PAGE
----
Joint and Several Liability (JSL) for unpaid VAT was introduced in the April 2003 Budget in response to a rise in missing trader intra-community (MTIC) fraud.
It applies only to the supply of specifiedgoods, such as electronic goods, mobile phones, computers and related accessories.
MTIC fraud (more commonly known as carousel fraud) is the theft of Value Added Tax (VAT) by traders who exploit the way VAT is treated when trading between EU countries. The movement of goods between countries is VAT-free. Organised gangs exploit this fact to defraud HMRC of millions of pounds worth of VAT.
How does missing trader intra-community fraud work?
MTIC fraud is the costliest form of VAT fraud in the UK. To exploit the rules, the fraudster obtains a VAT registration number to purchase goods VAT-free from another EU country. These goods are then sold on in the UK to a VAT registered business at VAT inclusive prices. The UK business pays the fraudster, who then goes missing with the VAT owed to HMRC
The common features of MTIC fraud include:
• Businesses that are set up with very little infrastructure;
• The rapid growth of tax throughput and turnover;
• High-value repayments claimed in early trading periods;
• Off-the-shelf companies purchased from company formation agents;
• Transactions involving high-value goods that are small in size, like mobile phones and computer components.
There is a strategy in place for dealing with MTIC VAT fraud. Before the event, pre-registration checks are made to prevent bogus traders from registering for VAT. After the event, the joint and several liability rules can make any companies involved in the supply chain liable for the missing VAT payments.
The joint and several liability rules
Any business involved in the supply chain of goods that has been the object of an MTIC fraud can be liable to pay the missing VAT. However, the relevant person must have ‘known’ or ‘had reasonable grounds to suspect’ the VAT on the supply of the goods had not been paid.
Under the measures, a business is assumed to have ‘reasonable grounds to suspect’ VAT has not been paid if it has purchased the goods for less than their market value. Or, it has purchased the goods for less than the price paid by a previous supplier in the chain.
According to HMRC guidance, businesses that want to avoid joint and several liabilities should check the following:
• The legitimacy of customers or suppliers (e.g. their trading history);
• The commercial viability of the transaction (e.g. the existence of a market for the goods);
• The viability of the transaction (e.g. whether the goods are in a saleable condition).
If HMRC believes the appropriate checks were carried out, the joint and several liability rules will not apply to the business in question.
Joint and several liabilities in VAT group registrations
There are also cases in which two or more companies can apply for VAT group treatment. In this instance, one of the companies will register for VAT on behalf of the group, and all the companies within the group will account for VAT via this representative member. In this case, all group members are liable jointly and severally for the VAT incurred by the representative member. A company is only liable for VAT debts incurred while it was a member of the group.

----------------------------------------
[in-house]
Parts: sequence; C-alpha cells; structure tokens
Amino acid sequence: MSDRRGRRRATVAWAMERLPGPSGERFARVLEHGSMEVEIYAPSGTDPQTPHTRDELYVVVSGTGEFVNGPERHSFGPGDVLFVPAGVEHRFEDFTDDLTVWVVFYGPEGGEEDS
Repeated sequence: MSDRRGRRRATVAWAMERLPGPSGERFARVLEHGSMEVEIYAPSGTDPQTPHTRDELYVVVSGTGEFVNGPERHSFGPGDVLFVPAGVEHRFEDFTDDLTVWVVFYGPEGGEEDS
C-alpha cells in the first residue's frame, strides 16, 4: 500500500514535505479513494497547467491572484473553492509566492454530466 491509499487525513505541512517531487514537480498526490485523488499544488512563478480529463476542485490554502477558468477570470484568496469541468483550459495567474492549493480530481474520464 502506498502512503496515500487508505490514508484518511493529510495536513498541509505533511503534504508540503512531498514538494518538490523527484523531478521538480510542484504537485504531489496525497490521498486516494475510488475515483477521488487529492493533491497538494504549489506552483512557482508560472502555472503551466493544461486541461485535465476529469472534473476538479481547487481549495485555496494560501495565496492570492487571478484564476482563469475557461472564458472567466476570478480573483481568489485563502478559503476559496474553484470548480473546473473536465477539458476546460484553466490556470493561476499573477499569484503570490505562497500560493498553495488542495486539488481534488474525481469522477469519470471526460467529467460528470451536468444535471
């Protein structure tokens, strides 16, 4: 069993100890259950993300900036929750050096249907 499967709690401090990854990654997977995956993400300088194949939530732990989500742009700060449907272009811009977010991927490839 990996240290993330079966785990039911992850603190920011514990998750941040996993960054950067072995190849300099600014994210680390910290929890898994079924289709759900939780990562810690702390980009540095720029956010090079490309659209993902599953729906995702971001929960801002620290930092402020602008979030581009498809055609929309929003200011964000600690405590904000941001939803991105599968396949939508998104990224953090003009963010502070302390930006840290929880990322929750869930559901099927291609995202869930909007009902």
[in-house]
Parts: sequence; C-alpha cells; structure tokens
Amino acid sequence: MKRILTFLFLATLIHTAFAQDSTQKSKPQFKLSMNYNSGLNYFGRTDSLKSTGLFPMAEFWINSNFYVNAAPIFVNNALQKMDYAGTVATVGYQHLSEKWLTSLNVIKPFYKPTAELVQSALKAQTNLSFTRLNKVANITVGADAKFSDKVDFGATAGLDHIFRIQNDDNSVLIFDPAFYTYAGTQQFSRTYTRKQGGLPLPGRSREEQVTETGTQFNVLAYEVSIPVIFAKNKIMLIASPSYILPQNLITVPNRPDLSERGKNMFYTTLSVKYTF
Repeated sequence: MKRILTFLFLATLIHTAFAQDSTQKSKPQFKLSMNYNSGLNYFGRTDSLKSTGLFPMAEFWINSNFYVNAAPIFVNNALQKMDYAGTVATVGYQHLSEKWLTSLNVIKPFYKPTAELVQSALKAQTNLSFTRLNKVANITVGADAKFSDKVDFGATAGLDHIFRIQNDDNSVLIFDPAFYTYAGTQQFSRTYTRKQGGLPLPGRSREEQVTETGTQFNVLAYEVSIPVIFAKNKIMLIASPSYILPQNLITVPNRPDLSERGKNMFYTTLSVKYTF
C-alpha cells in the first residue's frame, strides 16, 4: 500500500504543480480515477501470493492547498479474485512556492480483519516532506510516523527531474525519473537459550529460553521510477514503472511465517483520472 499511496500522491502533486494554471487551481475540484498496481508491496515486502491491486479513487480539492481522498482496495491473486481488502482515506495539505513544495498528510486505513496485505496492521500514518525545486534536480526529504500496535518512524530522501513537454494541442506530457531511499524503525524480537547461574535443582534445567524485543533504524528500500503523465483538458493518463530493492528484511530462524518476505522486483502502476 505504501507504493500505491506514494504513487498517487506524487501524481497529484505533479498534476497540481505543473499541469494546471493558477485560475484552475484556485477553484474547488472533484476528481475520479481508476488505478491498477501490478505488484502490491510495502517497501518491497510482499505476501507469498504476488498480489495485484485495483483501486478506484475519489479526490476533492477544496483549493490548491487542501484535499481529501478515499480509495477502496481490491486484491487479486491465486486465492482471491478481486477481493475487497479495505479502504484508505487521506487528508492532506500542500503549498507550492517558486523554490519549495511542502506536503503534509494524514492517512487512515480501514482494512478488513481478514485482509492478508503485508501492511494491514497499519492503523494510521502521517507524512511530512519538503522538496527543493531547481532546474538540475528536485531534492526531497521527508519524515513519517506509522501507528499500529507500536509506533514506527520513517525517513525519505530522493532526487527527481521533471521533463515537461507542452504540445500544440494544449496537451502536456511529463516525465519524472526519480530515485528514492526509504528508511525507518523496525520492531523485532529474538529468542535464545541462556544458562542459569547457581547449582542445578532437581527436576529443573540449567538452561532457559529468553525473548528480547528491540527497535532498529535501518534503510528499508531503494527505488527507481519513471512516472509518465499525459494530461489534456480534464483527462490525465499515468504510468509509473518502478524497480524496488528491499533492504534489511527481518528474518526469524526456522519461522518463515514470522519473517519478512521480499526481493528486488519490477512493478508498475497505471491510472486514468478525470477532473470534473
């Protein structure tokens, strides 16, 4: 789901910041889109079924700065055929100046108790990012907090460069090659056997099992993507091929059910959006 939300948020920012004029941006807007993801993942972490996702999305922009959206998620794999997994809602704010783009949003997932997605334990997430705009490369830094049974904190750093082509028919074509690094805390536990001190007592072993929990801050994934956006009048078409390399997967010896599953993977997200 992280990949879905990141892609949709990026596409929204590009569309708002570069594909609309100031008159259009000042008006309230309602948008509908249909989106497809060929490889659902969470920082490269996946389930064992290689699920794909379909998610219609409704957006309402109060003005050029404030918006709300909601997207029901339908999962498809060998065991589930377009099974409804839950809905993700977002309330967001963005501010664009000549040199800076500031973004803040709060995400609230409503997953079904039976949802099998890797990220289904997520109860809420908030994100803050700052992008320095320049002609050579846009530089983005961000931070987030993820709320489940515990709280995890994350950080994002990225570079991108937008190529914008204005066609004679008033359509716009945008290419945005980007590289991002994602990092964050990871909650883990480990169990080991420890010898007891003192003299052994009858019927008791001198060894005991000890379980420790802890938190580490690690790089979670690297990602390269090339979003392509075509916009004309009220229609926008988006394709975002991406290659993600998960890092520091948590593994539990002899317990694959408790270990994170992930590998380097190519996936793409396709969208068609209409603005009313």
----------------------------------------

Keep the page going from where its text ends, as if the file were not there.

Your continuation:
Joint and several liabilities for Security Bonds (NORs)
Be aware the joint and several VAT liability can be extended from the company to the directors, company secretary, managers or any individual who is in breach of the HMRC Notice of Requirement (NOR) terms. Great care should be taken by any administrative staff member involved in the payments of VAT until the matter of the NOR is resolved. You must seek urgently and NOR experienced help – DO NOT be persuaded to simply liquidate the company prior to seeking specialist advice. This could make matters worse and is unlikely to resolve the problem as the bond can be transferred to any related, or new company. An accountant or even insolvency practitioner is unlikely to have this experience as it is a very niche HMRC area.
Joint and several liabilities in limited liability partnerships
A partnership is a trading entity made up of a number of individuals known as ‘members’. In a company insolvency situation, there is no protection for the individual members of a partnership as there would be in an LTD. Instead, the individual partners or members are fully liable for the partnership’s debts if the company cannot meet them.
All members are jointly and severally liable for the partnership’s debts. This is usually dependent solely on their ability to pay. Therefore, a creditor or liquidator trying to satisfy debts can choose to pursue the individual with the most assets. They can then ‘go after’ other members until all the debts are satisfied or all partners are made bankrupt.
Trading as a partnership can bring some benefits in terms of tax, but when things go wrong, partnerships can be extremely problematic for the members. Incorporating a fast growing partnership or one with increasing debts is well worth serious consideration.
How can we help?
If you are being pursued unpaid VAT as part of the joint and several liability rules, we may be able to help. We have extensive experience dealing with HMRC NORs, HMRC Security Bonds, and have managed many successful negotiated settlements in the past couple of months alone. For free, confidential advice on corporation tax debts, being unable to pay PAYE, or VAT issues please get in touch today.